The last week has been a sustained marathon of, frankly, horrible weather. Persistent polar air spilling deep into the heart of the nation has crippled parts of Texas with widespread blackouts, frozen pipes in Oklahoma, and shattered hundreds of daily records. Along the periphery of this frigid airmass, a series of powerful winter storms have brought the most widespread onslaught of snow and ice in at least the last two decades, with almost every city in the southern and eastern US seeing some form of disruption to travel and infrastructure. The few southeastern areas spared the winter weather, meanwhile, have seen a series of thunderstorm outbreaks that have included numerous significant tornadoes. In scope, damage, and tragedy, the polar intrusion of mid-February 2021 will surely live in infamy.
That brings us to today. The midlevel jet is still contorted into a massive longwave spanning much of the continent, blockading cold air into the central US while allow a very active pattern to continue to the east.
One result is yet another day of frigid temperatures greeting the weary residents of places that are, to put it lightly, unaccustomed to this degree of cold. Temperatures in Oklahoma and Texas will struggle to reach the mid 20s F today, with highs sure to remain at least 30°F below average. In these typically mild regions, temperatures will once again plummet to near 0°F tonight, compounding the immense infrastructural and human stress of a cold spell with little precedent.
Another result is a series of fairly diffuse frontal waves that have been bringing, and will continue to bring, moderate to heavy snow across much of the I-95 corridor and adjacent parts of the northern mid-Atlantic, with a solid swath of 4-8″ accumulations likely to result.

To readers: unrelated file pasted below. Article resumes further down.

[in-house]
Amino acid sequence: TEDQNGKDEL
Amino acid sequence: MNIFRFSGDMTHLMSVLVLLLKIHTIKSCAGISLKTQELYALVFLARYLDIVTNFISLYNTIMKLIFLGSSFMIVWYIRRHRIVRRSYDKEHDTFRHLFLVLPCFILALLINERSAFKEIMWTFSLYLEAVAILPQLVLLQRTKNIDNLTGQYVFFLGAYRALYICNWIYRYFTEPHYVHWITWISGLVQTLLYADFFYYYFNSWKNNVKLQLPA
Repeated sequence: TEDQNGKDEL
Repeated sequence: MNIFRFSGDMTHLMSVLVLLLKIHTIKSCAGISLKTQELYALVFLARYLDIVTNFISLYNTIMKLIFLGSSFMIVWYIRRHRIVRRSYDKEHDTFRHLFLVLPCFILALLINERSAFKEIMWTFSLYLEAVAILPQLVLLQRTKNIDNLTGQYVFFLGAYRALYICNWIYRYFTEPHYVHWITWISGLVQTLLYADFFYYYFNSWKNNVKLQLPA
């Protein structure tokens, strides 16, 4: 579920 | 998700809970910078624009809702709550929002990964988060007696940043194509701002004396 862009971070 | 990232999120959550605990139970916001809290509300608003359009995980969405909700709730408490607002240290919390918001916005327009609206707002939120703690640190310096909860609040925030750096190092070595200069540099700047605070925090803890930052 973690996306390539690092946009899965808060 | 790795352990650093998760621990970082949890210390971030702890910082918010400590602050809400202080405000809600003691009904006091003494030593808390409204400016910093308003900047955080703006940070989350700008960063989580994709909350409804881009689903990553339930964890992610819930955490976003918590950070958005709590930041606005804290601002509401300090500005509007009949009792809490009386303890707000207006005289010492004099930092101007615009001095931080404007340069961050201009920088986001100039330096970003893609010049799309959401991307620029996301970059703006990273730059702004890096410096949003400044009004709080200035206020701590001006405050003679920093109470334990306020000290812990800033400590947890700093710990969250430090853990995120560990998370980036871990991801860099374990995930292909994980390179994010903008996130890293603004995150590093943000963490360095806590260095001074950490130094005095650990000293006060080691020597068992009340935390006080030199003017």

At fault is the eastern periphery of the expansive longwave, which features a diffuse disturbance moving northeastward. The unconsolidated energy will preclude any runaway intensification, and largely strung-out forcing for ascent will instead promote a series of weak surface lows training over a moderately intense frontal boundary.
To the northeast of these training lows, snow will fall in a few rounds across parts of the northeast. The first round, this morning, spread a swath of 6-12″ of snow just north of Philadelphia, with moderate snow into parts of Long Island and Connecticut. Elsewhere, lighter accumulations of 2-4″ were common, which caused some travel disruptions but not much else.
A lull in precipitation is likely today, before a second wave along the boundary spreads another round of snow over the area tonight into tomorrow. Impacts will be largely similar- some could exceed 6″, but 2-5″ should be the norm for most. The cumulative accumulations for many areas will probably be around 4-8″, with some favored locations exceeding a foot. The best shot for that at the moment is probably north of Philly, although most of that snow already fell earlier today.
By tomorrow evening, good news for the central US at last as ridging at last forces cold air to depart. Air temperatures will quickly moderate thereafter; by the middle of next week, the cold air will likely be replaced by marginally positive anomalies.